Hotels & Resorts

Review: The St. Regis Shanghai Jingan

The new St. Regis Shanghai Jingan is unabashedly dripping in glamour. We review of the luxury hotel, wining and dining on bloody Marys and flash-fried abalone.

The St. Regis Shanghai

Executive Skyline Deluxe Room

By Jeninne Lee-St. John

Apr 1, 2018

LOOKING OUT FROM MY Executive Deluxe room on the 59th floor of the golden-ribbed St. Regis Shanghai Jingan, I realize I’ve never had quite this view of the city. I’ve been to the observation decks of towers like the Shanghai World Financial Center, legions higher, but they’re over in skyscraper-central Pudong—which I can see to the northeast, melding into a neon Crayola box with their cousins in the North Bund. From a tall building on that side of town, you feel like a tree in a cacophonous forest; from here, alone at the top of the lower-rise Jing’an district, the CBD looks a peaceful world away, though it’s just a 15-minute drive.

Yes, I just called crowded, sprawling Shanghai “peaceful,” but even at ground level, large swathes of Jing’an are just that. You won’t exactly find seclusion at the must-see Jing’an Temple, with the masses of devotees paying their respects to China’s largest jade Buddha. Just toss a coin for luck into the central shrine, and head back out to stroll Nanjing Road West, or duck into Jing’an Park, where grinning old people doing traditional dances from their far-flung provinces stop traffic on the footpaths, but you can also score a quiet gazebo for some reflection. Garden trails in Jing’an Sculpture Park can give you a Zen-infusion as well.

You’ll feel the same mix of hustle and hush within the hotel. In this era of shifting tastes, when so many properties are nixing lobbies and swapping out the gilt for the reclaimed, it’s refreshing to enter a hotel so unabashedly dripping in glamor. Of course, old-school class is St. Regis’s modus operandi, but The St. Regis Shanghai has nearly perfected the genre. After pulling up to the grand porte cochere and passing the army of concierges (who will later recover the wallet you lost in a taxi in a rainy-night frenzy), you’re led to the double-height lobby and a pair of leather armchairs at a private desk for a seated check-in—it brings the club lounge greeting to every guest, and it’s as pleasant as life admin after a red-eye can be.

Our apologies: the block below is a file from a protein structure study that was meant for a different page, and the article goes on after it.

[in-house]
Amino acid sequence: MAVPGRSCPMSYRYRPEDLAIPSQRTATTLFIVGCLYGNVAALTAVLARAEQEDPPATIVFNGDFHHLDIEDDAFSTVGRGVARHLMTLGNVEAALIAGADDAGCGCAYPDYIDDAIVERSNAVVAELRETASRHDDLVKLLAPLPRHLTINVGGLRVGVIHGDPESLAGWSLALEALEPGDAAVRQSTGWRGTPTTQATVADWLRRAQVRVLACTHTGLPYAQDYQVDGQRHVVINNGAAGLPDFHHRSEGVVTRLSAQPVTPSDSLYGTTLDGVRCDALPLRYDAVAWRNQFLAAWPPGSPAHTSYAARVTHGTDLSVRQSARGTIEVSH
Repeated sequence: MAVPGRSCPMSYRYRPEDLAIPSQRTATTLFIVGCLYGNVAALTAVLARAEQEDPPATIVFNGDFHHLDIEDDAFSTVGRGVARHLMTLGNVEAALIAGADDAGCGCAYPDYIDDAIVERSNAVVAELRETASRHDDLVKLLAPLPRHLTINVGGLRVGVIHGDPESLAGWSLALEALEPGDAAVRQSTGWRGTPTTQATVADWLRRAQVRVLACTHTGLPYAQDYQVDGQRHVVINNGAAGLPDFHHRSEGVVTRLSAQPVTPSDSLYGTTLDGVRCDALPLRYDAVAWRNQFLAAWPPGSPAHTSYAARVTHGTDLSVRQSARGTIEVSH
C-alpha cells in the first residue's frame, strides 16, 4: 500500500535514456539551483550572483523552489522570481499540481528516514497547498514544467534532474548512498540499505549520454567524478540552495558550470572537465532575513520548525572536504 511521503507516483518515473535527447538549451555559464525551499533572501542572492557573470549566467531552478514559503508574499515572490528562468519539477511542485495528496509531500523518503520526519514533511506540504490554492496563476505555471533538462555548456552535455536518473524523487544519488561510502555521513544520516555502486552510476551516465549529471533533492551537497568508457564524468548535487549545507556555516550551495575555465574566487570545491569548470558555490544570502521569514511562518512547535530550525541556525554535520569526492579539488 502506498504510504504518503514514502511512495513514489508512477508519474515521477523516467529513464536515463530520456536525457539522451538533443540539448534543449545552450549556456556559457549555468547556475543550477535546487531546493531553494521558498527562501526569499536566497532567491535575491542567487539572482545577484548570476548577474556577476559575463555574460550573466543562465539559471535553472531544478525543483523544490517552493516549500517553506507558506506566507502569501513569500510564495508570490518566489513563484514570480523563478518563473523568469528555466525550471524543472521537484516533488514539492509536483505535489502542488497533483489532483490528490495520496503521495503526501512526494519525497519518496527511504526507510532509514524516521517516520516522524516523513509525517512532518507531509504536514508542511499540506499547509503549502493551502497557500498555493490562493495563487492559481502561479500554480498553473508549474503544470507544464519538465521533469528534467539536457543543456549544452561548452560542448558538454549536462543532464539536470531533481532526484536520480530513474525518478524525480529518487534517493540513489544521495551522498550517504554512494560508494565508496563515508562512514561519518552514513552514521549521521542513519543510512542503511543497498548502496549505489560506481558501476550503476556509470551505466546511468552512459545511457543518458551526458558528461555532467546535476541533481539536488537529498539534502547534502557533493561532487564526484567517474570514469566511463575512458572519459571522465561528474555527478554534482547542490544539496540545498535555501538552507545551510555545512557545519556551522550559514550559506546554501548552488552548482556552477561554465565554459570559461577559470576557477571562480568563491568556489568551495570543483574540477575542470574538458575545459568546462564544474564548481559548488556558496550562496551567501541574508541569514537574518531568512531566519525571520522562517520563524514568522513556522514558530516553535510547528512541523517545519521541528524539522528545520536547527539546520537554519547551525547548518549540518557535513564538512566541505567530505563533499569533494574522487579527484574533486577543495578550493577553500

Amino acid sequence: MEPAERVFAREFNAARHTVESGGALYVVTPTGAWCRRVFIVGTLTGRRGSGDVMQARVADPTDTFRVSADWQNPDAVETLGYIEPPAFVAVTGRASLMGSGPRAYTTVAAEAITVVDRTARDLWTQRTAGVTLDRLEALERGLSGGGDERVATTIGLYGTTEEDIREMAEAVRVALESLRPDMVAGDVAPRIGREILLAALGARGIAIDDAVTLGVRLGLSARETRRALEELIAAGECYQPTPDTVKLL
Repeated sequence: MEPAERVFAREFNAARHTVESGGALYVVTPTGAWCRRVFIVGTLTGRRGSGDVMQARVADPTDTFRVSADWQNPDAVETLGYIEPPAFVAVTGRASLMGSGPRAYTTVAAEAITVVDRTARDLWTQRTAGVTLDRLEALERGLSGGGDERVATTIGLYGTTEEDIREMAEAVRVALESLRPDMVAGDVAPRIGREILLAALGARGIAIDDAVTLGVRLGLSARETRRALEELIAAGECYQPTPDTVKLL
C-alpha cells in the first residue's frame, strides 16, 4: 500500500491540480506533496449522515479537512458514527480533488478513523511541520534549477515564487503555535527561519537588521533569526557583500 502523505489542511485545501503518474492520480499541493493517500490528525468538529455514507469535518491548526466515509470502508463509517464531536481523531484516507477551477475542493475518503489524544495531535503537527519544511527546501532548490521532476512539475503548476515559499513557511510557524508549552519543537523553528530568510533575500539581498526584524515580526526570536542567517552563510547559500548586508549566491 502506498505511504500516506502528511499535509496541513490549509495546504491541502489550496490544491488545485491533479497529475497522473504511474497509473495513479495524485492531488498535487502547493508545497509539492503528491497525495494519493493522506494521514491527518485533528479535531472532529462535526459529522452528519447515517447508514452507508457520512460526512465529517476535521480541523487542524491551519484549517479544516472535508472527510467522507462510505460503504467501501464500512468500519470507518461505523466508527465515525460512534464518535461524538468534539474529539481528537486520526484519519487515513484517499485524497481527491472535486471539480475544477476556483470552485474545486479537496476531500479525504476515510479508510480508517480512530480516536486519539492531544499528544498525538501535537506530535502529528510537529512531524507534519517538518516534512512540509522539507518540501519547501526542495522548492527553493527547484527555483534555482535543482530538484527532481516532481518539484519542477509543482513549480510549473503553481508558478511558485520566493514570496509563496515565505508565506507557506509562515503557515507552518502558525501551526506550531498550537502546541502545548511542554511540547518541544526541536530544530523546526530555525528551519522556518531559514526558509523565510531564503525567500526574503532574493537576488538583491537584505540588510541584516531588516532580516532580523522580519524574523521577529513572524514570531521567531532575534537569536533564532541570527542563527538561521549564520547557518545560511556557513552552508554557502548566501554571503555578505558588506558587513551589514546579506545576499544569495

There’s so much bling hanging from the ceilings here that I couldn’t stop looking up and kept bumping into strangers. The chandelier on the spa level was inspired by autumn leaves in the former French Concession. They dangle in the shape of a dragon with its head facing east, in accordance with feng shui. Perhaps he’s heading for a swim in the marble indoor pool guarded by Roman statues, or to blow off some steam in the labyrinthine Iridium Spa. After a jetlag-curing rubdown, a rest in their semicircle of full-cocoon massage chairs is the perfect salve to my typical end-of-spa sadness.

Afternoon tea is also a mood-brightener—especially with its curated selection of specialty loose-leaf blends. The Drawing Room has a conservatory feel, heightened by the classical string duo, and under, of course, a chandelier made of small glass spheres strung in the shape of a massive sphere, I was served a prodigious spread of sweets and savories, both Chinese-inflected and classic English, that made the strongest case I’ve ever seen for designing one’s tables to fit one’s menus.

The bar’s version of the Bloody Mary has homemade fig vodka, yellow tomato juice, osmanthus honey and lemon—it’s a frothy, surprisingly balanced drink that tastes like it should be the amuse bouche’s accompanying cocktail in a 10-course alcohol-pairing degustation. The chartreuse and carmine chesterfields, sky-high shelves of whisky, and live jazz evoke a social club of yore. Head there before or after dinner at Yan Ting, the fine-dining southern Chinese restaurant that seems to be gunning for Michelin. Flash-fried abalone, mushrooms in tofu skin, shrimp cakes… amiable chef Junping Lui elevates the simplest Cantonese food to dishes I order twice, despite being full, for both the flavors and the photos. Everything is naturally prepared and fancily presented yet magically not try-hard. Which, come to think of it, is a great view to take on The St. Regis Shanghai itself.; doubles from RMB2,080.

All photos courtesy of The St. Regis Shanghai.

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